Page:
Described by some contemporaries as "vain, capricious, and troublesome," Isabella could not reconcile herself with her less prominent position in France. Though Queen mother of England, Isabella was now mostly regarded as a mere Countess of La Marche and had to give precedence to other women. In 1241, when Isabella and Hugh were summoned to the French court to swear fealty to King Louis IX of France's brother, Alphonse, who had been invested as Count of Poitou, their mother, the Queen Dowager Blanche openly snubbed her. This so infuriated Isabella, who had a deep-seated hatred of Blanche for having fervently supported the French invasion of England during the First Barons' War in May 1216, that she began to actively conspire against King Louis. Isabella and her husband, along with other disgruntled nobles, including her son-in-law Raymond VII of Toulouse, sought to create an English-backed confederacy which united the provinces of the south and west against the French king.She encou...With King John of England: 6 children, all of whom survived into adulthood, including:King Henry III of England (1 October 1207 – 16 November 1272). Married Eleanor of Provence, by whom he had issue, including his heir, King Edward I of England.Richard, Earl of Cornwall and King of the Romans (5 January 1209 – 2 April 1272). Married firstly Isabel Marshal, secondly Sanchia of Provence, and thirdly Beatrice of Falkenburg. Had issue.Joan (22 July 1210 – 1238), the wife of King Alexander II of Scotland. Her marriage was childless.With Hugh X of Lusignan, Count of La Marche: nine children, all of whom survived into adulthood, including:Hugh XI of Lusignan (1221–1250), Count of La Marche and Count of Angoulême. Married Yolande de Dreux, Countess of Penthièvre and of Porhoet, by whom he had issue.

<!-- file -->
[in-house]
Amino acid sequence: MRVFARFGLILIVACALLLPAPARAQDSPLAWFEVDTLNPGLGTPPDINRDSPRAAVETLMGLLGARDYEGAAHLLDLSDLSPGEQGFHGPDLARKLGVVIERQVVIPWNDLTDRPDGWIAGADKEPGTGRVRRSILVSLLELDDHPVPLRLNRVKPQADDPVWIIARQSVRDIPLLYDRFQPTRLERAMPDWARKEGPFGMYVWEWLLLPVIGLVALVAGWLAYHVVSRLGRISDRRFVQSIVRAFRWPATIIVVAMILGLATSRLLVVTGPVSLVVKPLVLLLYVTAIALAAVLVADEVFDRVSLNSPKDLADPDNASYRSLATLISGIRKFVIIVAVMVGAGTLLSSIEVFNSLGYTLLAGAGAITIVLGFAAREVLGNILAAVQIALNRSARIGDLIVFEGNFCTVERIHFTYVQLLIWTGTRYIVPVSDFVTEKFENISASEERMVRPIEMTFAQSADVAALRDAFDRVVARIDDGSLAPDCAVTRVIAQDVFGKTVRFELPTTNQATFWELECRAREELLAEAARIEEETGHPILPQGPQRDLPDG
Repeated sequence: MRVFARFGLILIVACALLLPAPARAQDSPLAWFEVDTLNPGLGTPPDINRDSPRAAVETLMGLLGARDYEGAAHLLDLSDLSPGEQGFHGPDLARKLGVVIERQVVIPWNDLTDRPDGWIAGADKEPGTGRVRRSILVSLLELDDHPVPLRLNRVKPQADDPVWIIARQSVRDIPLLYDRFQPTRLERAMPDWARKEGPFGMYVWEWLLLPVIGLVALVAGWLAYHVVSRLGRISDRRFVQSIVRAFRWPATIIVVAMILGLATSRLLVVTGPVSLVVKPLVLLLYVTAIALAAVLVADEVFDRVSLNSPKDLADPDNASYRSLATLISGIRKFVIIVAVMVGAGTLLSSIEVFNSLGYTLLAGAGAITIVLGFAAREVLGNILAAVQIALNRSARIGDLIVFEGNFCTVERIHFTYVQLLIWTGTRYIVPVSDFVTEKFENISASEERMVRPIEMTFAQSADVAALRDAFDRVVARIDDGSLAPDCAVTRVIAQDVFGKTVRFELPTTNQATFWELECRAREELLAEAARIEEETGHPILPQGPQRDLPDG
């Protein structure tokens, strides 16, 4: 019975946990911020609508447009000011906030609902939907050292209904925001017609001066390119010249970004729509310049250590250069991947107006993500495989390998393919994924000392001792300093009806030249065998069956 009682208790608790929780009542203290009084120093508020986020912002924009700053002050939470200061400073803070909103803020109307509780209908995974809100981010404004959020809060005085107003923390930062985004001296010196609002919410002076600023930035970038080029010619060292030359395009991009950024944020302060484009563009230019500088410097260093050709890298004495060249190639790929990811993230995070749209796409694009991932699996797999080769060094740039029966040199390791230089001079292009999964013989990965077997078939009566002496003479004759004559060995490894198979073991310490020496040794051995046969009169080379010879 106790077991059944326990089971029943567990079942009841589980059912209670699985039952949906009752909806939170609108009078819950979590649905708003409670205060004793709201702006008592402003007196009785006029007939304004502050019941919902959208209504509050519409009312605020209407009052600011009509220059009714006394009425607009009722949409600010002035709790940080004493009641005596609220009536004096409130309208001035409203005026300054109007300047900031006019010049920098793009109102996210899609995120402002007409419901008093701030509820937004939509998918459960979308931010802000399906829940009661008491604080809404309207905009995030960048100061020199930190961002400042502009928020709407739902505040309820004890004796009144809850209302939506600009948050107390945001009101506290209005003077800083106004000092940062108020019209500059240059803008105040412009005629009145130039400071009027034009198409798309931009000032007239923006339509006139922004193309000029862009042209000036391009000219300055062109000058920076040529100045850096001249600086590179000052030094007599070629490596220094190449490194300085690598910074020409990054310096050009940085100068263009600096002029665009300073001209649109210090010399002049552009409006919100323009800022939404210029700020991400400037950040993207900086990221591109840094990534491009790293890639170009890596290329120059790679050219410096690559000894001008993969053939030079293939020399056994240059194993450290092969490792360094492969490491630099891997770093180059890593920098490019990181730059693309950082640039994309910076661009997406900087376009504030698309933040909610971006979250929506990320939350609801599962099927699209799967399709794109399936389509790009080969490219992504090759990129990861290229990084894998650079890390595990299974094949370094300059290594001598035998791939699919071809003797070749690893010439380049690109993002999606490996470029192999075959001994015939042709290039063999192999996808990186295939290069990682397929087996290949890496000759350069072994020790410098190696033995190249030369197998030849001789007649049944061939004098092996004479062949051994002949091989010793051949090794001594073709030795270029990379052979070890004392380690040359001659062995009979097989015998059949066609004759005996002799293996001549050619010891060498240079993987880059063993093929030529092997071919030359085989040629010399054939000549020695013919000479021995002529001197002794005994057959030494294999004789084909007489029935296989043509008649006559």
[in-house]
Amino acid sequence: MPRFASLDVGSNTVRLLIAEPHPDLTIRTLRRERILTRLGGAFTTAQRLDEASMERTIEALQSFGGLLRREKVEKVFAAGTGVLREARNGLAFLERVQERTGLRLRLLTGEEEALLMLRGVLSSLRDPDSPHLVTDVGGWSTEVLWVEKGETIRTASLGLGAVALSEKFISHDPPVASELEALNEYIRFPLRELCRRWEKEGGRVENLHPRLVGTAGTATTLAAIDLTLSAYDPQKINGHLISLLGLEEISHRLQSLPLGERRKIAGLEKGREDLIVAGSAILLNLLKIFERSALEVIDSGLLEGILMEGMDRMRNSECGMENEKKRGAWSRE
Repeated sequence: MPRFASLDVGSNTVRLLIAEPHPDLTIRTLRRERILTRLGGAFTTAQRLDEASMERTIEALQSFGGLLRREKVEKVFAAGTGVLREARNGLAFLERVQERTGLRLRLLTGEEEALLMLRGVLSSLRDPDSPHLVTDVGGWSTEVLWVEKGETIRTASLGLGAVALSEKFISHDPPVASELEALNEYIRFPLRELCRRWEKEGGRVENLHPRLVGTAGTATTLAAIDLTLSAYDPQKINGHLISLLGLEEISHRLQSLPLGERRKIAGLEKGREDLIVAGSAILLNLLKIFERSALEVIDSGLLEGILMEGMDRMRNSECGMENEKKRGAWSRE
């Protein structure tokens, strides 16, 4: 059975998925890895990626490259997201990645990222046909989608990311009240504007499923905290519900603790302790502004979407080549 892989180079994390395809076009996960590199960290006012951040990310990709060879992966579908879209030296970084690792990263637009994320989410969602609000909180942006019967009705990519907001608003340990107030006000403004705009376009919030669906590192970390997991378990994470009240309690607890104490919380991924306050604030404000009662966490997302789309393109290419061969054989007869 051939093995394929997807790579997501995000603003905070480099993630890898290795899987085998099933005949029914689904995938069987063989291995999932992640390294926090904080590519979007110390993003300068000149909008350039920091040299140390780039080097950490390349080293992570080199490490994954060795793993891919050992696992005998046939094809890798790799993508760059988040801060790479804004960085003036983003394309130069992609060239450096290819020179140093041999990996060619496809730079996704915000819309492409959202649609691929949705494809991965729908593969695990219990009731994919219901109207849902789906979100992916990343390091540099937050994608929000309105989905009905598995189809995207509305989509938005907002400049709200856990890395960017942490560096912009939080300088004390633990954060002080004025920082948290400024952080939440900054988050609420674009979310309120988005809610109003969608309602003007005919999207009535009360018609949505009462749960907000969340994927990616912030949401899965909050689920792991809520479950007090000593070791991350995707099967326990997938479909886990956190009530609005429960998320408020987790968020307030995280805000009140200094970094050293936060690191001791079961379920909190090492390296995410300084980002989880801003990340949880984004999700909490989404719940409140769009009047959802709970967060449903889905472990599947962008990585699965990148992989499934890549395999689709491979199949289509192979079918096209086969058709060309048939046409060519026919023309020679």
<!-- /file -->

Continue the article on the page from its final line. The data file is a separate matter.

She was played by actress Zena Walker in the TV series The Adventures of Robin Hoodepisode "Isabella" (1956), before her marriage to John, but not as a 12-year-old. She was portrayed by actress Victoria Abril in the 1976 film Robin and Marian. She was played by actress Cory Pulman in the episode "The Pretender" (1986) of the TV series Robin of Sherwood. She was portrayed by actress Léa Seydoux in the 2010 film Robin Hood.Fougère, Sophie. Isabelle d'Angoulême, Reine d'Angleterre, Edit-France, 1998.Costain, Thomas B. The Conquering Family, Doubleday and Company, Inc., Graden City, New York, 1949, 1962Costain, Thomas B. The Magnificent Century, Doubleday and Company, Inc., Garden City, New York, 1959Goldstone, Nancy (2007). Four Queens: The Provençal Sisters who ruled Europe. New York: Viking Penguin. ISBN: 9780670038435.Lainé, Erica. Isabella of Angoulême (The Tangled Queen Book 1), SilverWood Books Ltd 2015Castaigne, Jean François. Isabelle d’Angoulême, Comtesse-Reine, Angoulême, 1836.Richardson, H.G. The Marriage and Coronation of Isabelle of Angoulême, in The English Historical Review, September 1946.Snellgrove, Harold. The Lusignans in England, 1247–1258, in University of New Mexico Publications in History, #2, 1950.
- Death and Burial of Isabelle of Angouleme
Isabella was betrothed to Hugh IX de Lusignan when John met her in 1200. John needed an heir and was covetous of the county of Angouleme. John brushed aside Hugh's protests and married Isabella, an act which brought on war with King Phillip of France (perhaps Phillip used this event as a pretext). Some have said that it was John's idle dalliance with Isabella which caused John to lose his French territories, however, one historian relates that "...John was quite capable of losing them without her assistance." After John's death in 1215, Isabella went to France where in 1220 she married Hugh X de Lusignan, son of her previous betrothed.
(Royal Tombs of Medieval England) Isabelle was a daughter of Aymer, Count of Angouleme, and Alice Courtenay, she marrying John of England in 1200. Following John's death in 1216, she married Hugh de Lusignan, Count of Poitou, to whom she had earlier been betrothed. In 1243 Isabelle was accused of plotting the death of Louis IX of France, and retired to Fontevrault Abbey, where she died in 1246. Isabelle was originally buried in the nuns' cemetery, but in 1254 her body was reinterred in the presence of her son, Henry III, near the other royal tombs in the Fontevrault choir. Henry had earlier founded a chantry for his mother in his new abbey choir in Westminster, endowed with a modest yearly income. Raymond of Toulouse (d.1249), Isabelle's son with Hugh de Lusignan, was also buried at Fontevrault."Royal Ancestry" 2013 Vol. I. p. 43-44 and 58"Royal Ancestry" Douglas Richardson, 2013 Vol. V. p. 310
When Isabelle d'Angoulême Queen of England was born on 19 February 1188, in Angoulême, Charente, Poitou-Charentes, France, her father, Aymar Taillefer Comte d'Angoulême, was 27 and her mother, Alice de Courtenay comtesse d'Angoulême, was 27. She married John King of England on 24 August 1200, in Bordeaux, Seine-et-Marne, Île-de-France, France.